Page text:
Twitter’s mobile apps make it very easy to share your location without really meaning to. Let’s look at how to know when Twitter is sharing your location, and how to stop it.

Here’s the new Tweet screen. Right now, I’m composing a new Tweet, and Twitter has attached my location: “Fingal, Ireland”.

The reason my location is attached right now is that at some point in the past I shared my location on Twitter, and it’s now shared it for every Tweet since then. While Twitter does default to not sharing your location, if you share it once, it will switch to sharing it by default until you turn it off again.

To turn off location sharing, if it’s on, tap the blue location icon, and then tap Remove.


This will turn the icon white, and you can see my location is no longer attached to the Tweet. As long as I don’t turn it on again by mistake, it will stay that way.

For a more permanent solution, we have to look to system permissions. We’ve got full guides on managing app permission on iOS and on Android, but I’ll cover the basics of the process here.

RELATED: How to Manage App Permissions on Your iPhone or iPad

Block Location Access on an iPhone or iPad

If you’re using iOS, open the Settings app and scroll down until you get to Twitter. There are two Twitter entires; you want he one listed with all your other apps. The first Twitter option you encounter, next to Facebook Flickr, and Vimeo, isn’t the one you want.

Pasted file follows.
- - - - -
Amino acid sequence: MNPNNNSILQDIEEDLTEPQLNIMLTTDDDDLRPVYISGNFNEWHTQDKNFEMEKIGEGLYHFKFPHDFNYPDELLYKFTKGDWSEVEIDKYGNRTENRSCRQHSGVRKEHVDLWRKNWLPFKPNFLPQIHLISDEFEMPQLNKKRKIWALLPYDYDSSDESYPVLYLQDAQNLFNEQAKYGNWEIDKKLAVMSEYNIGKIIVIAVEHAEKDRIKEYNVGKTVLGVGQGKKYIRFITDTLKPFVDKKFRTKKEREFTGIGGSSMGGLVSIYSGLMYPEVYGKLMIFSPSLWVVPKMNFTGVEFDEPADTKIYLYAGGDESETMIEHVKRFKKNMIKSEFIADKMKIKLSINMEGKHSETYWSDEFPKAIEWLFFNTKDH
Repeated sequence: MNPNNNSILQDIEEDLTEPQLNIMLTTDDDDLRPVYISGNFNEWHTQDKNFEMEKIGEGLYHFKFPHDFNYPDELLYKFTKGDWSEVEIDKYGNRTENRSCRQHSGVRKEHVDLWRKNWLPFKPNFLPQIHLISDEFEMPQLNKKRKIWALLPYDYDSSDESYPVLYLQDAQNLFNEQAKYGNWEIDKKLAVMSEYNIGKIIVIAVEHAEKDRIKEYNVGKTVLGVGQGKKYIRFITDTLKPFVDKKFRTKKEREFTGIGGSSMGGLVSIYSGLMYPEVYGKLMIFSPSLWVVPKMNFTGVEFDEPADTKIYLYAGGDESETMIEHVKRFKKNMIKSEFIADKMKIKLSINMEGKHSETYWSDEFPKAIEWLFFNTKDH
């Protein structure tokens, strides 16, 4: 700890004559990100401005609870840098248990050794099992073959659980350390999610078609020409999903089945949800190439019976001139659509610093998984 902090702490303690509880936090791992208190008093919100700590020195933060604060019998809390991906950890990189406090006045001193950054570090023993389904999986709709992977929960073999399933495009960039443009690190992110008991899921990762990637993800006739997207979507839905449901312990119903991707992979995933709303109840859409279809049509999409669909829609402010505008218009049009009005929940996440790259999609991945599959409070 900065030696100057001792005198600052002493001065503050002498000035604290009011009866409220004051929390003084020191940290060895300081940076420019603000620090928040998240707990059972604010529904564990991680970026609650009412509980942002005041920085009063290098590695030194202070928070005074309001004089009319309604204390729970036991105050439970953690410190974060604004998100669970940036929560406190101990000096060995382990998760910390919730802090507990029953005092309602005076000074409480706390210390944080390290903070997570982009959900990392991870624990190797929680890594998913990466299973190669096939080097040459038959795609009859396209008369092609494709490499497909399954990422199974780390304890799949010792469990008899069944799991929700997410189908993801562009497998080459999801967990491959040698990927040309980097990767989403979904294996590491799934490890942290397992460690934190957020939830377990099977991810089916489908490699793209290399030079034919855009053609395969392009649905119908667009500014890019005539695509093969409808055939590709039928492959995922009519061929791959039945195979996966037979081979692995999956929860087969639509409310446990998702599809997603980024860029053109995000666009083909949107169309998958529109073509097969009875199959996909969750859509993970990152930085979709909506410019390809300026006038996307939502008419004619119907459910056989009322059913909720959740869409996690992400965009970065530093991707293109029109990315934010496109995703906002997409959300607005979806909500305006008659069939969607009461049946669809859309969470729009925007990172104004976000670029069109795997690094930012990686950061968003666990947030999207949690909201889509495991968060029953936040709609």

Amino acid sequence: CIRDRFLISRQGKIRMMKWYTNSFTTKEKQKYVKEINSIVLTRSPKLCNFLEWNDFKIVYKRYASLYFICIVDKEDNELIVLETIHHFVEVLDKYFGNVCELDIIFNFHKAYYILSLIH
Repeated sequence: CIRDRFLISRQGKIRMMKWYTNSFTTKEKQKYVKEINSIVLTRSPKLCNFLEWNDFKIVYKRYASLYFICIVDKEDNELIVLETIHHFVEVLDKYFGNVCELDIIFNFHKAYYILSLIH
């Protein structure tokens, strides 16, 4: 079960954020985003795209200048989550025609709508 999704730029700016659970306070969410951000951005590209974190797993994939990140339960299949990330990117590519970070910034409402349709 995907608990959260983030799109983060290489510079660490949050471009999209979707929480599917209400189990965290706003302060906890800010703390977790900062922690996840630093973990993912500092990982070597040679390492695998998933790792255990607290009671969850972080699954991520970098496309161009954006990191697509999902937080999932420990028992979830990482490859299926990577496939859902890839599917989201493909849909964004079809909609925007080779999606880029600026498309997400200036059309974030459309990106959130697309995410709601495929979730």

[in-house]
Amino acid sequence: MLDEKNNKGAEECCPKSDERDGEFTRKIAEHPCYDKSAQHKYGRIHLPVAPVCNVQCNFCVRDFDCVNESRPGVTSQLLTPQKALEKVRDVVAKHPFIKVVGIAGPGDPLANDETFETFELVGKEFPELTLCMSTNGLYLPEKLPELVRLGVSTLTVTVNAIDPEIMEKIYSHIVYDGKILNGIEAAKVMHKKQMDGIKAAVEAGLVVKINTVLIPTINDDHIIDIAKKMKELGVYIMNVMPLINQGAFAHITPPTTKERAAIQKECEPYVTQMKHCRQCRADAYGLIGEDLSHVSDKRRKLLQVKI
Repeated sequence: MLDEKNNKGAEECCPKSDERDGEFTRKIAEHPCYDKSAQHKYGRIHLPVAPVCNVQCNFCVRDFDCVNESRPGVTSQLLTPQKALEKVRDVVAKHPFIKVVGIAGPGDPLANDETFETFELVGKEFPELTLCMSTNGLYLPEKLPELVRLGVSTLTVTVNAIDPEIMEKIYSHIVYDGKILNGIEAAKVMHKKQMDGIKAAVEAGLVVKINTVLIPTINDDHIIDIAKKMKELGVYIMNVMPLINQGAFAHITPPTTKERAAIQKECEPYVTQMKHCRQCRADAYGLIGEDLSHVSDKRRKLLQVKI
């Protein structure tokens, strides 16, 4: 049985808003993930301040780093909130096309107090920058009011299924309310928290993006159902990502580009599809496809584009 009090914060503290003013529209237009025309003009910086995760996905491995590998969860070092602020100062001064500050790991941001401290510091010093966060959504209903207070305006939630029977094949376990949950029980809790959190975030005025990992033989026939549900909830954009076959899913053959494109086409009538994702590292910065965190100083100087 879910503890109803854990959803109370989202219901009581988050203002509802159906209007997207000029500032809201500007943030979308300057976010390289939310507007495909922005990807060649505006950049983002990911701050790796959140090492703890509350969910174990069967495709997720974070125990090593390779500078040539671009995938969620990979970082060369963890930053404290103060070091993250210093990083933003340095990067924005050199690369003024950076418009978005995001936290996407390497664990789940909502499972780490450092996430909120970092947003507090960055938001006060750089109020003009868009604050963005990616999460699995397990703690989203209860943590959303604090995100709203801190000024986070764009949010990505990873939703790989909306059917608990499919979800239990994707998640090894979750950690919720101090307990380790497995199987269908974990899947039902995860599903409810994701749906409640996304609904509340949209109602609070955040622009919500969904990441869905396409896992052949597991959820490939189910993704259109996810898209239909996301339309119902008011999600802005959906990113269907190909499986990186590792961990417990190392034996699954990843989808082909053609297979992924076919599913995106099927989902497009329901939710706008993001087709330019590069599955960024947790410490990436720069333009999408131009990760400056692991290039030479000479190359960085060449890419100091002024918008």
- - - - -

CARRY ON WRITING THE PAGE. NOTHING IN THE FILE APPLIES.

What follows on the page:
Change the Location from “While Using the App” to “Never”.

Now Twitter won’t be able to share your location unless you give it permission again.

Block Location Access on Android

On Android, open your phone’s Settings and, under Apps, select Twitter from the list.

Tap Permissions and turn the Location switch to “Off”.

Now Twitter won’t be able to use your location.

Profile Photo for Harry Guinness Harry Guinness
Harry Guinness is a photography expert and writer with nearly a decade of experience. His work has been published in newspapers like The New York Times and on a variety of other websites, from Lifehacker to Popular Science and Medium's OneZero.
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